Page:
Best to Market - Pharmaceutical Executive

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Best to Market


Pharmaceutical Executive


Origins

The biggest news coming out of Abbott recently is the decision to split the company into two completely separate entities: a research-based pharmaceuticals company (where Humira will reside), and a diversified medical products division. Miles White, Abbott's CEO since 1998, will preside over the diversified medical products company (which will retain the name Abbott), and Richard Gonzalez, currently executive vice president, global pharmaceuticals, will become chairman and CEO of the as-yet-unnamed pharmaceutical company. The official reason for the split, according to company statements, is that the businesses were growing in opposite directions. "The profile of the diversified group and the profile of the investor on the pharma side have really diverged," says Stewart. Others have speculated that Humira's importance in the overall valuation of Abbott, and the drug's inevitable patent loss down the road, could effectively harm other aspects of the business. Whichever motive is closest to the mark—and it's likely a combination of the two—one thing is clear: with respect to anticipating the market, White was something of a soothsayer when it came to Humira.

When Abbott announced that it would acquire BASF's pharmaceutical business, known as Knoll, in December 2000, Abbott's stated goal was to "broaden its global infrastructure, acquire late-stage and marketed products, increase its pharmaceutical R&D spending significantly, and access leading monoclonal antibody technologies," according to the issued press release at the time. The last goal was the crucial one; Knoll's monoclonal antibody, called D2E7, came in with the purchase. In the release, White said the acquisition would help to build Abbott's footprint in Europe and Japan, adding that, "Importantly, the acquisition will also bring leading monoclonal antibody technology, and a strong research presence in immunology with a high-potential product, D2E7 for rheumatoid arthritis." High potential indeed, considering Abbott paid $6.9 billion for BASF/Knoll, and Humira earned almost $8 billion last year. Synthroid, a thyroid hormone already on the market, came with the acquisition too, and has earned steady profits—it cleared $500 million in the U.S. in 2011, and sales were $638 million in total, a 14 percent increase year-over-year. Sales of Synthroid have easily paid a chunk of the acquisition cost over the last 10 years. The acquisition "was a little before my time," says Stewart, but "I have to give management a lot of credit—that was excellent anticipation in terms of the changing mix between small molecules and large molecules like biologics."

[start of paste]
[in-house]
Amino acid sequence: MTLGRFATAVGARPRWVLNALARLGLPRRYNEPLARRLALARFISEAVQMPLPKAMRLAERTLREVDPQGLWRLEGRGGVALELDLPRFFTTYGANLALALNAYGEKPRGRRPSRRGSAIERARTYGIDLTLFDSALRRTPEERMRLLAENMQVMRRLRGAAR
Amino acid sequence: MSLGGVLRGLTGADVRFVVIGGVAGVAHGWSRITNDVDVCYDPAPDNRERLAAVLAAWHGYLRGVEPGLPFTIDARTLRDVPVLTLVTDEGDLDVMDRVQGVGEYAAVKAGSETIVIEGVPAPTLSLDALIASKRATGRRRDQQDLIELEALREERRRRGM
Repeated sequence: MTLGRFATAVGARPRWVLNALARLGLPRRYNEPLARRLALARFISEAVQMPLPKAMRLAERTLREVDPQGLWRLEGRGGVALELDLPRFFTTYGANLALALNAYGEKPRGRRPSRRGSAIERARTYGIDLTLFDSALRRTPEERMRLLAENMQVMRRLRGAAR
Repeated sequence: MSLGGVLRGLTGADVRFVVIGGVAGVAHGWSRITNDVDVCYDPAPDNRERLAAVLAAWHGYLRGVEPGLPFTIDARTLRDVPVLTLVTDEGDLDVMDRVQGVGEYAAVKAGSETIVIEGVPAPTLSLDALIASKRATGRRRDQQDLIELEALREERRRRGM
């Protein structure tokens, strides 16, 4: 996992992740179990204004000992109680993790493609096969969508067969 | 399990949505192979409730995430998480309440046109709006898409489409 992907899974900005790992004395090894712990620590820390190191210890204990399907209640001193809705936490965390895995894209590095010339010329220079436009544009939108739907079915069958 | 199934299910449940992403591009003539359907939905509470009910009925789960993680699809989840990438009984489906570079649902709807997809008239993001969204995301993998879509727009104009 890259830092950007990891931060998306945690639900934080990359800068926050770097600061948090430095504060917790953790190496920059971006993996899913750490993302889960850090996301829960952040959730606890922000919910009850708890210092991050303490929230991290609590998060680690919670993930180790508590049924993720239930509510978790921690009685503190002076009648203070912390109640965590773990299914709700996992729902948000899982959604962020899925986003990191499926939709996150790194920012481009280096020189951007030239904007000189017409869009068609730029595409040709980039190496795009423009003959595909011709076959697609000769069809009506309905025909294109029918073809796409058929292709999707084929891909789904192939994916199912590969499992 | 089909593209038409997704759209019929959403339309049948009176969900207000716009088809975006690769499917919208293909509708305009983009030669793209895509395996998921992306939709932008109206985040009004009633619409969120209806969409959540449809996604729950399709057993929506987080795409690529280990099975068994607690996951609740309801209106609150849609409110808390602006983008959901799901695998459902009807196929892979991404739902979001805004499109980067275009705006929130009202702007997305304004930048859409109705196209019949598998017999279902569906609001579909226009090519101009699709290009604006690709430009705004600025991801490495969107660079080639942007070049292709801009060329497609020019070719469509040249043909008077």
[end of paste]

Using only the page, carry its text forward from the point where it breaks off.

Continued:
The acquisition and subsequent development of Humira has had no small impact on the pharma sector and its direction, and hundreds of thousands of patients with severe autoimmune diseases have used Humira to improve their quality of life. As biologic drugs become increasingly prescribed and used, education for physicians—but especially patients—will be critical. While it's important that patients know about potential drug side effects—they need to understand occurrence rates better, through quantitative, not qualitative risk/benefit presentation—they also need to know about the risks of abstaining from medication. "My nephew has severe Crohn's, and he lost his entire intestine, but now he's on a TNF inhibitor," says Ladd. "His mother and father wouldn't put him on it until he nearly died, partly because they hear about all of the side effects of the drugs, and not the side effects of the condition. Had my sister-in-law and brother been told that their son's condition is so severe that he could end up with a life-threatening condition, or have to use a bag the rest of his life, they probably would have put him on it," she says. As biopharmaceutical companies develop the next generation of biologic drugs for autoimmune diseases and other conditions, they will need to maintain a focus on patient education; FDA could expedite this process with better risk communication guidelines.

In 2011, Humira sales grew in all of the "big three" indications, due in no small part to patient communications, says Stewart. "We were really able to talk to the consumer like never before in 2011 ... there was significant push in disease awareness, mass-media campaigns, and branded Humira commercials." Given the low penetration rates, it makes sense to reach out to patients with educational messaging. "I'm very proud of the way we've handled that, and I think it has aided both patients and the performance of the brand," he said.


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